Restructuring the International Financial Architecture

by Kavaljit Singh


For many years, a number of progressive intellectuals and activists have been advocating a complete restructuring of the unregulated international financial system. However, their concerns and alternative proposals towards building a more transparent and accountable global financial system were, quite often, dismissed by proponents of free capital movement as ideologically driven, biased, and non-pragmatic. The proponents further argued that there are no policy mechanisms to regulate global capital flows, and the task should be left to the markets to control themselves on the principle of self-discipline. The case against any attempt to regulate the financial flows was built on the assumption that the market is the best tool for determining how money should be invested; if capital is allowed to move freely, markets will reward countries that pursue sound economic policies and pressure the rest to do the same. Since capital account liberalization was much in fashion in the late 1980s and early 1 990s, any controls on capital movements were strongly opposed.

However, it seems that certain recent events, particularly the Southeast Asian currency crisis and the near collapse of a multi-billion hedge fund, the Long-Term Capital Management, have turned the tide against the free-market financial system. Increasingly, it is admitted that if the international financial system is not regulated, we will continue to witness financial crises. Even the champions of the free-market economic policies, particularly the IMF, World Bank and G-7 countries, are now acknowledging the need and effectiveness of capital controls and state intervention.

In fact, restructuring the global financial architecture has become the key theme in the ongoing international debates, as witnessed during the just concluded annual meeting of the World Bank-IMF. Leading the debate, at the political level, is Tony Blair, Prime Minister of Britain and currently chairperson of G-7 nations. In his speech at New York Stock Exchange on September 21, 1998, Blair not only demanded greater openness and accountability of the World Bank and the IMF, he also put forward a five-point agenda including building a new Bretton Woods for the next millennium. Critics had never anticipated that the tide against free-market financial system would turn so quickly.

Still, there is no consensus on what kind of restructuring is needed to solve the problems associated with global finance capital. In any case, the restructuring of global financial system is not an easy task. As the main obstacles to regulate the global financial flows are political (not technical), no meaningful restructuring is possible without the strong political support. Perhaps, more political will is expected from the G-7 countries which account for majority of transborder financial flows.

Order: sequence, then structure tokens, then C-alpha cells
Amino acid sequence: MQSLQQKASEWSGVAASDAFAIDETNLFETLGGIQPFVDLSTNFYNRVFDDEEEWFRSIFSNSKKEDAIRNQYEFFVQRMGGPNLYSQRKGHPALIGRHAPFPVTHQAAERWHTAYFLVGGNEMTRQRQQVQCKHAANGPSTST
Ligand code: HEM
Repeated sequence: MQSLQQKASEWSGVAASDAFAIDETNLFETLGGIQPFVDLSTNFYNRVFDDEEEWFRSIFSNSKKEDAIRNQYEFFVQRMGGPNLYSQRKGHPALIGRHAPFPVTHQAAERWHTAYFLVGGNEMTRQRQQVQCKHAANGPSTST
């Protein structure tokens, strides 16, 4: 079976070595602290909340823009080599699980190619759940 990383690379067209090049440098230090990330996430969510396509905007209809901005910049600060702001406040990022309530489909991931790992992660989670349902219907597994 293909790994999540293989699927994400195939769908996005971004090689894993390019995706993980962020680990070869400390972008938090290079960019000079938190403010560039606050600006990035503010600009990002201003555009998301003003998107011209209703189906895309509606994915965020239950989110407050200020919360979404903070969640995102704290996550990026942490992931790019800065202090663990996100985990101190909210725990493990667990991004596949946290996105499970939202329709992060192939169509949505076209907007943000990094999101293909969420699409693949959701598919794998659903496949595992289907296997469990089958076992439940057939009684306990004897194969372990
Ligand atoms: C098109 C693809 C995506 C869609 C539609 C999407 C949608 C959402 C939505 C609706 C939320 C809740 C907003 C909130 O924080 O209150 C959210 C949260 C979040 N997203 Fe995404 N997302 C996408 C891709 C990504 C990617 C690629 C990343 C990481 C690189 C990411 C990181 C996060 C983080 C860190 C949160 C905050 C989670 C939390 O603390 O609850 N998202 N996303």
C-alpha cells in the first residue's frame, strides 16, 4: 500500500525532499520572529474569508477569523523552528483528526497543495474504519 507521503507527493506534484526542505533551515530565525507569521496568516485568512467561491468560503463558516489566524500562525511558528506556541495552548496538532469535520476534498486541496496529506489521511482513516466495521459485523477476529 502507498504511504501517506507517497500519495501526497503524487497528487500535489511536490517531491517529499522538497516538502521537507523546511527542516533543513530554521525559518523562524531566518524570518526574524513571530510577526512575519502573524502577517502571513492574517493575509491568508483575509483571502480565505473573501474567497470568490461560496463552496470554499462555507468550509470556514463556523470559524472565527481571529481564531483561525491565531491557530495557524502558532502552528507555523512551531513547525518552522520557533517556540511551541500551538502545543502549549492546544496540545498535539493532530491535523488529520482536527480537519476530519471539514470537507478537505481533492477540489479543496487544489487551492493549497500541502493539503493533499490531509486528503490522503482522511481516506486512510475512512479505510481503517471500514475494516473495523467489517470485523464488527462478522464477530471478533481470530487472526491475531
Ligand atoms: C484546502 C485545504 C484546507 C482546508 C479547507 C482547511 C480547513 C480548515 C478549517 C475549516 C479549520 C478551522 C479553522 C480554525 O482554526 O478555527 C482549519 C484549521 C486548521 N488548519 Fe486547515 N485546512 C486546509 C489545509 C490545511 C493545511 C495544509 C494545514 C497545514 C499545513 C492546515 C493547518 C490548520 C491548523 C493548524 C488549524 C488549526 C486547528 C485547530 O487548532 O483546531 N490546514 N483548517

To illustrate this point, let us take the case of Tobin tax (a 1/4 percent tax on currency transactions) which could substantially slow down short-term speculative capital flows, as they will be taxed every time they cross the borders. Critics of Tobin tax often argue that it is impossible to get all countries to agree ~n a common tax. But a beginning can be made with a few countries coming together if it is not possible in the near future to enlist the support of al] countries. A small Tobin tax could be instituted by agreement among the seven major centers of currency trading, namely, the U.K., U.S., Japan, Singapore, Germany, Switzerland, and France, where more than three-fourths of all currency transactions takes place. The threat of relocation of funds to offshore centers and island heavens, because of Tobin tax, is without any strong basis as such centers are mere booking addresses that function because the mainland authorities have tolerated such evasive tactics.

Besides Tobin tax, there are various policy alternatives to regulate capital flows. However, no single country or institution alone can address the issues as the financial markets are globally interlinked. Thus, a return to the types of regulations that existed in the 1960s and 1970s may not adequately address the problems which are arising because of deregulation and globalization of financial markets in the 1980s and 1990s.

At the national level, controls on the financial inflows (e.g. in Chile, Colombia and Malaysia) can help in cooling down the "hot money" flows in recipient countries. Similarly, tax measures such as capital gains tax could be helpful in keeping off speculative money. Controls in the recipient countries are likely to remain ineffective in the absence of complementary regulatory mechanisms in source countries, from where these flows originate. For instance, certain types of financial instruments (e.g. hedge funds) are highly unregulated in their source countries. This became very visible in the recent collapse of Long-Term Capital Management.

Furthermore, by putting effective regulatory mechanisms, source countries will not just protect their domestic investors but also avoid the creation of a crisis-like situation in those recipient countries, which do not discourage volatile capital flows. As the ongoing Southeast Asian currency crisis shows that the contagion effects of the crisis can also affect the economies of source countries, it makes more sense to have regulatory mechanisms at source level.

(This article was published in The Economic Times, October 24,1998.)

(Kavaljit Singh is the coordinator of Public Interest Research Group. He is author of A Citizen's Guide to the Globalization of Finance (Madhyam Books- Delhi, Zed Books- London, DAGA Press- HK 1998).